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      Lower FEV 1 in non-COPD, nonasthmatic subjects: association with smoking, annual decline in FEV 1, total IgE levels, and TSLP genotypes

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          Few studies have investigated the significance of decreased FEV 1 in non-COPD, nonasthmatic healthy subjects. We hypothesized that a lower FEV 1 in these subjects is a potential marker of an increased susceptibility to obstructive lung disease such as asthma and COPD. This was a cross-sectional analysis of 1505 Japanese adults. We divided the population of healthy adults with no respiratory diseases whose FEV 1/FVC ratio was ≥70% (n = 1369) into 2 groups according to their prebronchodilator FEV 1 (% predicted) measurements: <80% (n = 217) and ≥80% (n = 1152). We compared clinical data – including gender, age, smoking habits, total IgE levels, and annual decline of FEV 1 – between these 2 groups. In addition, as our group recently found that TSLP variants are associated with asthma and reduced lung function, we assessed whether TSLP single nucleotide polymorphisms (SNPs) were associated with baseline lung function in non-COPD, nonasthmatic healthy subjects (n = 1368). Although about half of the subjects with lower FEV 1 had never smoked, smoking was the main risk factor for the decreased FEV 1 in non-COPD, nonasthmatic subjects. However, the subjects with lower FEV 1 had a significantly higher annual decline in FEV 1 independent of smoking status. Airflow obstruction was associated with increased levels of total serum IgE ( P = 0.029) and with 2 functional TSLP SNPs (corrected P = 0.027–0.058 for FEV 1% predicted, corrected P = 0.015–0.033 for FEV 1/FVC). This study highlights the importance of early recognition of a decreased FEV 1 in healthy subjects without evident pulmonary diseases because it predicts a rapid decline in FEV 1 irrespective of smoking status. Our series of studies identified TSLP variants as a potential susceptibility locus to asthma and to lower lung function in non-COPD, nonasthmatic healthy subjects, which may support the contention that genetic determinants of lung function influence susceptibility to asthma.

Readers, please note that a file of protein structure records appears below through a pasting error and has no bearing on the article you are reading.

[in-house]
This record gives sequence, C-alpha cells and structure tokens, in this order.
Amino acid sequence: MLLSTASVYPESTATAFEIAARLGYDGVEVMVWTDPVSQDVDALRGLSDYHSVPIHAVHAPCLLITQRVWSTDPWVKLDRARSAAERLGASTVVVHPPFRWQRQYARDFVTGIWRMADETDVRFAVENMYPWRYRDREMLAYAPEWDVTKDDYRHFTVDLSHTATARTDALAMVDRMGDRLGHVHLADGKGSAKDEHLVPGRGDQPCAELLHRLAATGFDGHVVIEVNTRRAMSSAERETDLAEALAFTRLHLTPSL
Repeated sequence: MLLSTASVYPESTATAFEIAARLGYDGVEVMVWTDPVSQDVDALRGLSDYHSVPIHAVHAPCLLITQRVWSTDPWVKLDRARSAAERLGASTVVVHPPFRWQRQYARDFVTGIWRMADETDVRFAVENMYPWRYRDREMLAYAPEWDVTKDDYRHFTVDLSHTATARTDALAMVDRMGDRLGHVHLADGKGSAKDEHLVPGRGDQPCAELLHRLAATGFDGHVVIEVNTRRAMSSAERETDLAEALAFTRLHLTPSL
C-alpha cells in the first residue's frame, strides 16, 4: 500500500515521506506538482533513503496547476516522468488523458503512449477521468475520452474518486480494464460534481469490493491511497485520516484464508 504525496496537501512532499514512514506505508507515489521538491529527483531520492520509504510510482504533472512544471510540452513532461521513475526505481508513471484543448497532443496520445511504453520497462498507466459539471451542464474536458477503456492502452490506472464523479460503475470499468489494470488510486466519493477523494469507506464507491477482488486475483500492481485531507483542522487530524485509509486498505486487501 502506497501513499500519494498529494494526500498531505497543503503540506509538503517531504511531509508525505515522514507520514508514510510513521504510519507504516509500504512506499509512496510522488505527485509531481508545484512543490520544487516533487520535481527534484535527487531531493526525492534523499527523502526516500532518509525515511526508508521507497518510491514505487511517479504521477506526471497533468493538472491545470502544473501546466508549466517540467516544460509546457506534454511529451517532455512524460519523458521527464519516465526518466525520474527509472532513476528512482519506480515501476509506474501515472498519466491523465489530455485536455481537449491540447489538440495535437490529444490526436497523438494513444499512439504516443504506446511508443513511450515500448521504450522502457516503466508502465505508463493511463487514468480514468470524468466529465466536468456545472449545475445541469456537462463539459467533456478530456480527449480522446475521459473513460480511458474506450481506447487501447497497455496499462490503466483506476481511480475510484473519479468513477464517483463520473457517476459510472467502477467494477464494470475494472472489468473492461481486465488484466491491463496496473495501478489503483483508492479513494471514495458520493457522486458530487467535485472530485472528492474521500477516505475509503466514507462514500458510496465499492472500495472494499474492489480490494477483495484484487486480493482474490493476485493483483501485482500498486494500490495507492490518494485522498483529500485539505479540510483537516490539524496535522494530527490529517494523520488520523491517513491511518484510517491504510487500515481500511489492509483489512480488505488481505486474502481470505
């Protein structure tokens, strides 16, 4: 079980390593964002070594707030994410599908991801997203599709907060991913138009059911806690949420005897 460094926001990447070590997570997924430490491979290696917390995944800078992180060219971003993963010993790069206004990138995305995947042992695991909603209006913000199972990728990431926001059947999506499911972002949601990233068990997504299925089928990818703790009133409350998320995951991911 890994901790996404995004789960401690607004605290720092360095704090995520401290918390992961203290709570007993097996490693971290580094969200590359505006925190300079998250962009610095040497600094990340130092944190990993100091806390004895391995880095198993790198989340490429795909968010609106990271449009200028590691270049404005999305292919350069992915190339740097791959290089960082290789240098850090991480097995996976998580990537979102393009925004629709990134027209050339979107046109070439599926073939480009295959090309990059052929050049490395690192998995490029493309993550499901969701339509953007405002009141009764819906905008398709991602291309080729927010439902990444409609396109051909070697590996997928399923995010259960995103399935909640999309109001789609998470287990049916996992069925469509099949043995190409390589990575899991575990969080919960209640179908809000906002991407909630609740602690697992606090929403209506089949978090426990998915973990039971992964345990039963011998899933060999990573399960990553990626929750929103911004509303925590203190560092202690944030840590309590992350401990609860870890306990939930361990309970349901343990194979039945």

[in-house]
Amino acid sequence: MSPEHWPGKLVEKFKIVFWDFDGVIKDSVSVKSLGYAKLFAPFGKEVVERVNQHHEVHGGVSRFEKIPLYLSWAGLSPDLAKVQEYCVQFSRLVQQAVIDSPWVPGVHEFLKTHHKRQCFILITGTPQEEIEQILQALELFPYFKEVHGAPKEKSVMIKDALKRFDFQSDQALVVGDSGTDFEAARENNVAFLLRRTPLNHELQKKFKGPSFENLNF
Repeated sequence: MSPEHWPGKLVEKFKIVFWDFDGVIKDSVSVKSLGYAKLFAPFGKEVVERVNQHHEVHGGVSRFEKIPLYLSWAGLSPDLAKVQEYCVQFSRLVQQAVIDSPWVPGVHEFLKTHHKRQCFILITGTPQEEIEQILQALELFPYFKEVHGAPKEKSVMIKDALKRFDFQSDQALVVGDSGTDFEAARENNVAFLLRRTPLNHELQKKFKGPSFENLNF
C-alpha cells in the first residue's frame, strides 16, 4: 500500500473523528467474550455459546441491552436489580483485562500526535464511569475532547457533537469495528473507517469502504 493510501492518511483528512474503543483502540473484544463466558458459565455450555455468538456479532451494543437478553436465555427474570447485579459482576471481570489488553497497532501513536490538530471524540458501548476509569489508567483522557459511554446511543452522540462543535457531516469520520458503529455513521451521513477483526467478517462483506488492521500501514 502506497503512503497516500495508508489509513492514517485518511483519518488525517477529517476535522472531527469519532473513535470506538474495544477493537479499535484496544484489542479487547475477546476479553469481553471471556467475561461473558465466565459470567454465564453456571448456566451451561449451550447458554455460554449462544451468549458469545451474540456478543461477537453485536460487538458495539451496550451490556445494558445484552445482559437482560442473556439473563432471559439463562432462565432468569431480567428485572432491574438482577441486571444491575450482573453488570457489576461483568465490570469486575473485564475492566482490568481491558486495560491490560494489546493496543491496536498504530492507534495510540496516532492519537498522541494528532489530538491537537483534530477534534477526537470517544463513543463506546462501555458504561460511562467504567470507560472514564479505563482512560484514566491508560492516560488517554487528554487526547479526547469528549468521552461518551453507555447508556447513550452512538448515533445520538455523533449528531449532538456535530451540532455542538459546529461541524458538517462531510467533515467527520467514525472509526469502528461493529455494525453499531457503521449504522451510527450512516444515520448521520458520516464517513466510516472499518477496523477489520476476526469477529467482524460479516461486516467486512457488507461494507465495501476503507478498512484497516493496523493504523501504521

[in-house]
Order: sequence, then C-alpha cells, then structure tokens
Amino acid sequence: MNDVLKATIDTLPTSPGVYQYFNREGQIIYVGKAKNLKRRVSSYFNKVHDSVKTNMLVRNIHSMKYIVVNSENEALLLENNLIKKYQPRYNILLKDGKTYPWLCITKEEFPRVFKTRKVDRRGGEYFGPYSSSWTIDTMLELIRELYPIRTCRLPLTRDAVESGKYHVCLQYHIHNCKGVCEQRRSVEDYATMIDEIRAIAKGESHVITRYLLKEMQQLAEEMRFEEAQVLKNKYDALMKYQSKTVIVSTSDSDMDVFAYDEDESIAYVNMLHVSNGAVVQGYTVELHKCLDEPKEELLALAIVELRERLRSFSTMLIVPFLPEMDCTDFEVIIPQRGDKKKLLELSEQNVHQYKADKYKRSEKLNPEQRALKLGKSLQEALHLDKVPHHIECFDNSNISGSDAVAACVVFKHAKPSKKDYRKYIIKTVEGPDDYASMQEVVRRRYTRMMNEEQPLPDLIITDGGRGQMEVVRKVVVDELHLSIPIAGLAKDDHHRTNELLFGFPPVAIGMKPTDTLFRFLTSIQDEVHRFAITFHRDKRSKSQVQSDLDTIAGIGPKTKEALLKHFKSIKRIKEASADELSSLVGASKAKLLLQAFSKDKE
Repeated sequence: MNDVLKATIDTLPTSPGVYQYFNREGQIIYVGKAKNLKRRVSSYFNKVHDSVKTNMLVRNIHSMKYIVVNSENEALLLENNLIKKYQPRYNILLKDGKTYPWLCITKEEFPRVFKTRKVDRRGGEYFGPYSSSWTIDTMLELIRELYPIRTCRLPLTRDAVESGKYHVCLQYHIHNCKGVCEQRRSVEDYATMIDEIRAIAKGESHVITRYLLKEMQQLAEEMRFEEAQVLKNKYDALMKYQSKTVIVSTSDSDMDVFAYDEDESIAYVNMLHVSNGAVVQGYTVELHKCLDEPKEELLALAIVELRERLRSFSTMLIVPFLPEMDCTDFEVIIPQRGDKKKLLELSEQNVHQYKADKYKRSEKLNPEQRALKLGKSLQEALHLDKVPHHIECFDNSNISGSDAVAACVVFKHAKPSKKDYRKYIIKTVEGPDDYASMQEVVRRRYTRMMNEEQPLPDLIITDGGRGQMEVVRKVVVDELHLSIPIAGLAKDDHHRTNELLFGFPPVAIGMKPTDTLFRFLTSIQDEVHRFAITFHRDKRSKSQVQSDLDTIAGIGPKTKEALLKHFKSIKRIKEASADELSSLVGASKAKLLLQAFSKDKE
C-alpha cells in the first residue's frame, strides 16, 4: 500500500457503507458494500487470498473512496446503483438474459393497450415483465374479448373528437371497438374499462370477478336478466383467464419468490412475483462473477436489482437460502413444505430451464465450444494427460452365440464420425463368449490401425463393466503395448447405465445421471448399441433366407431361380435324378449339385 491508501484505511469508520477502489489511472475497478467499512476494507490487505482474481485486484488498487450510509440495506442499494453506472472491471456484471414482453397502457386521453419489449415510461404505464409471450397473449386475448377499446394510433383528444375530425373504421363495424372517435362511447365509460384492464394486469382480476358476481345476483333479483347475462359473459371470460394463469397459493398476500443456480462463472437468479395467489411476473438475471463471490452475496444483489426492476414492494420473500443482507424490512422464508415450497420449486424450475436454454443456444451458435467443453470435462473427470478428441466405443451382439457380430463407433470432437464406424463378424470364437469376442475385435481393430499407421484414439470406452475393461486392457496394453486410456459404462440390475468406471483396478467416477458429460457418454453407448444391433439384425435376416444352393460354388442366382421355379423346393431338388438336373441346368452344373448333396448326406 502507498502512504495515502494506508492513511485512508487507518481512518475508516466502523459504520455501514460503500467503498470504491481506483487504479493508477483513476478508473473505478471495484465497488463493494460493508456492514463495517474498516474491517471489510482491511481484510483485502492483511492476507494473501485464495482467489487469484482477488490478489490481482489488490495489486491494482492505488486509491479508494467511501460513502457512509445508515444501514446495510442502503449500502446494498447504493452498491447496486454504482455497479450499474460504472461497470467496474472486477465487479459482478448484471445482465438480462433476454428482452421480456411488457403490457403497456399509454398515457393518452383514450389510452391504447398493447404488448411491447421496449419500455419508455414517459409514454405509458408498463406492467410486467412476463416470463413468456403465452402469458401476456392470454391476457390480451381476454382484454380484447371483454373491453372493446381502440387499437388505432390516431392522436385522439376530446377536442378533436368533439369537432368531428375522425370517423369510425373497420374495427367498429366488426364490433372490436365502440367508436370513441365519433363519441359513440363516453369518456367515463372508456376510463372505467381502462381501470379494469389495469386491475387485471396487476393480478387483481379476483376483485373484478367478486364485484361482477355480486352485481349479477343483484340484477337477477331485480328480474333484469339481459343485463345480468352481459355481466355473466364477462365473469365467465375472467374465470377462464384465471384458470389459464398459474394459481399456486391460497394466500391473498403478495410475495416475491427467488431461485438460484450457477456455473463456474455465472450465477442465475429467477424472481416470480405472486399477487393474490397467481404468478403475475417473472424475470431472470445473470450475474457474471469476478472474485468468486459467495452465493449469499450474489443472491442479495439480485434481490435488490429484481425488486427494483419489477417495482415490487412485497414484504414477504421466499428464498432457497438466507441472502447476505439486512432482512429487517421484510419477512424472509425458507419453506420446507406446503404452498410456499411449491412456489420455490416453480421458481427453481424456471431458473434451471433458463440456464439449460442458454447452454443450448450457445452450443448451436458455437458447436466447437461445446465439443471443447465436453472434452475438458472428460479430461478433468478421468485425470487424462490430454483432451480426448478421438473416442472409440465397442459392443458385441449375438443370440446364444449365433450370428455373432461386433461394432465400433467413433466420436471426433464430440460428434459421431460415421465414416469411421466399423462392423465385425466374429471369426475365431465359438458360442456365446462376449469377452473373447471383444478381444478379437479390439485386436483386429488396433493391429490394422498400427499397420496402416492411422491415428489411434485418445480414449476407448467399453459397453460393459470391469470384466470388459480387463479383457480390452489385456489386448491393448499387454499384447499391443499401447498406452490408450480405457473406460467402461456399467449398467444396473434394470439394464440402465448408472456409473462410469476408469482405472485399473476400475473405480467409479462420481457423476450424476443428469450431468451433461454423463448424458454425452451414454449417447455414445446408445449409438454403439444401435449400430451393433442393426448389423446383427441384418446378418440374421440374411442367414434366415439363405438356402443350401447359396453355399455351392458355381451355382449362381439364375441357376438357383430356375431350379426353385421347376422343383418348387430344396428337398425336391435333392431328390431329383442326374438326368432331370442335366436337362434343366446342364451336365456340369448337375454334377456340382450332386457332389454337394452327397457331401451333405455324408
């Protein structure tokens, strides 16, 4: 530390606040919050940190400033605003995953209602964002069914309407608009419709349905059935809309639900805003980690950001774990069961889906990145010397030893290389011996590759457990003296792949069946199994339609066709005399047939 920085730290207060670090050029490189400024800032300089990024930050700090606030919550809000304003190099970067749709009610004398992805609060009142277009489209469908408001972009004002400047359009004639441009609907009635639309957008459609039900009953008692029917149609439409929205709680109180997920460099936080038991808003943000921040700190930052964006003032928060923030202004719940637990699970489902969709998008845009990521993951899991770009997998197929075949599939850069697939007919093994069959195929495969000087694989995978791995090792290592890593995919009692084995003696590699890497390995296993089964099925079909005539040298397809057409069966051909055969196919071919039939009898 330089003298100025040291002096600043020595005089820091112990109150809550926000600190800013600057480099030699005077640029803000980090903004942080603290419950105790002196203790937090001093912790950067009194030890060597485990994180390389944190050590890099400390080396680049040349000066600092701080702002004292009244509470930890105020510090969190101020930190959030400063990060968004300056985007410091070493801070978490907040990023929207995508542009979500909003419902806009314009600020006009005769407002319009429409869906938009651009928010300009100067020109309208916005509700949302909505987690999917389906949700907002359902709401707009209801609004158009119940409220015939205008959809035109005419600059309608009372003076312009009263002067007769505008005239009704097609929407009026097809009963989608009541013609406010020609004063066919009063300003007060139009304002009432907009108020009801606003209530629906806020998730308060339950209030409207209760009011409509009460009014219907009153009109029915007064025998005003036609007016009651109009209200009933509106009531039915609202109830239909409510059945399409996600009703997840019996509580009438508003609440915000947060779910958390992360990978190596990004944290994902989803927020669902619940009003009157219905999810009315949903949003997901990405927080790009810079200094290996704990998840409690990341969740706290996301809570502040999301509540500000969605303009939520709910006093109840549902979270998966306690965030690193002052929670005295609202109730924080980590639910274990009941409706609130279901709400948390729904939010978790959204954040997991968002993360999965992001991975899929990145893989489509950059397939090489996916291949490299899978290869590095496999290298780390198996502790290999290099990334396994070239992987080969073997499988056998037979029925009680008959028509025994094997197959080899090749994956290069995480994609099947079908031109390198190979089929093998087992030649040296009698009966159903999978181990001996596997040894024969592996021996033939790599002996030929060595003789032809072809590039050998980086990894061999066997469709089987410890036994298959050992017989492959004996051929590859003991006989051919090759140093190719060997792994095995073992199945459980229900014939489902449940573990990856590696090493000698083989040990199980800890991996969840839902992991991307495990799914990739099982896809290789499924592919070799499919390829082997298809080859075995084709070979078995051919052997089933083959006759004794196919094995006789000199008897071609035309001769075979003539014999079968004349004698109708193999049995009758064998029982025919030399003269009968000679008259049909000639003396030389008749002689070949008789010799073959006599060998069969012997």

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          Most cited references 19

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          Thymic stromal lymphopoietin expression is increased in asthmatic airways and correlates with expression of Th2-attracting chemokines and disease severity.

          Thymic stromal lymphopoietin (TSLP) is said to increase expression of chemokines attracting Th2 T cells. We hypothesized that asthma is characterized by elevated bronchial mucosal expression of TSLP and Th2-attracting, but not Th1-attracting, chemokines as compared with controls, with selective accumulation of cells bearing receptors for these chemokines. We used in situ hybridization and immunohistochemistry to examine the expression and cellular provenance of TSLP, Th2-attracting (thymus and activation-regulated chemokine (TARC)/CCL17, macrophage-derived chemokine (MDC)/CCL22, I-309/CCL1) and Th1-attracting (IFN-gamma-inducible protein 10 (IP-10)/CXCL10, IFN-inducible T cell alpha-chemoattractant (I-TAC)/CXCL11) chemokines and expression of their receptors CCR4, CCR8, and CXCR3 in bronchial biopsies from 20 asthmatics and 15 normal controls. The numbers of cells within the bronchial epithelium and submucosa expressing mRNA for TSLP, TARC/CCL17, MDC/CCL22, and IP-10/CXCL10, but not I-TAC/CXCL11 and I-309/CCL1, were significantly increased in asthmatics as compared with controls (p